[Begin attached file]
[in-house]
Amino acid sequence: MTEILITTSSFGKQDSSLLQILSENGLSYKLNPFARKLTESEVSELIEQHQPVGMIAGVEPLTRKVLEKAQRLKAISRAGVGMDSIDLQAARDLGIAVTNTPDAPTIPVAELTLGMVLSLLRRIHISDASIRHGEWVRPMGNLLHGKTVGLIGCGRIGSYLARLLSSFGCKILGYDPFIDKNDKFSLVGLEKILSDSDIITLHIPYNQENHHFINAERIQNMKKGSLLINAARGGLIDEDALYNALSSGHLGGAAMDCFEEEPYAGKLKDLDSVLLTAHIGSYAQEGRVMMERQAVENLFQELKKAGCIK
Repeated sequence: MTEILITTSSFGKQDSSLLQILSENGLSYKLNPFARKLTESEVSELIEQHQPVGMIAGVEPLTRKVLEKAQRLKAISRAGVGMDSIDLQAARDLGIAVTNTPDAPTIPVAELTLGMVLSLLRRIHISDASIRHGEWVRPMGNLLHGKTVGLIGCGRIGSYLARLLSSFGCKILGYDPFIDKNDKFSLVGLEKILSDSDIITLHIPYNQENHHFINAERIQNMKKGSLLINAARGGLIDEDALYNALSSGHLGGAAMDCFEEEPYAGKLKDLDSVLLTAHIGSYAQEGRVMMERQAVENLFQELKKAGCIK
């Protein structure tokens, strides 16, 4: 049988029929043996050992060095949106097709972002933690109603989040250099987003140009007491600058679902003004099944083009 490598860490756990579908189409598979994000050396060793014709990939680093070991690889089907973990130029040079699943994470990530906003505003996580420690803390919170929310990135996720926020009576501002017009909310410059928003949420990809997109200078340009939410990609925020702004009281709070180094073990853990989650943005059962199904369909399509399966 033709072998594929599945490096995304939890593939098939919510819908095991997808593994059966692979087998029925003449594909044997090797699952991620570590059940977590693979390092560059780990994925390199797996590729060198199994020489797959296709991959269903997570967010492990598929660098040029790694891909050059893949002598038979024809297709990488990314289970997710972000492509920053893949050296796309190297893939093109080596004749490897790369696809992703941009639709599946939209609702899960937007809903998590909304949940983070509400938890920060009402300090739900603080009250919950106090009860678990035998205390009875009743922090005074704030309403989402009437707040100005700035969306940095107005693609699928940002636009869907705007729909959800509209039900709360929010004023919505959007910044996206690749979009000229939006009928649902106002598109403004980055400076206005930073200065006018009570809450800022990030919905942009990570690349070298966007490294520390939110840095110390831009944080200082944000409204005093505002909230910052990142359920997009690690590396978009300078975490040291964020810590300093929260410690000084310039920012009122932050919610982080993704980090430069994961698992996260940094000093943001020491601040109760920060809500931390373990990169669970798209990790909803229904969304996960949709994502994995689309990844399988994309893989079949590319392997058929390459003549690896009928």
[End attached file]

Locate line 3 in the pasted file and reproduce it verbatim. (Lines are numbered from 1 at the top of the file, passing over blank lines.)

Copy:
Repeated sequence: MTEILITTSSFGKQDSSLLQILSENGLSYKLNPFARKLTESEVSELIEQHQPVGMIAGVEPLTRKVLEKAQRLKAISRAGVGMDSIDLQAARDLGIAVTNTPDAPTIPVAELTLGMVLSLLRRIHISDASIRHGEWVRPMGNLLHGKTVGLIGCGRIGSYLARLLSSFGCKILGYDPFIDKNDKFSLVGLEKILSDSDIITLHIPYNQENHHFINAERIQNMKKGSLLINAARGGLIDEDALYNALSSGHLGGAAMDCFEEEPYAGKLKDLDSVLLTAHIGSYAQEGRVMMERQAVENLFQELKKAGCIK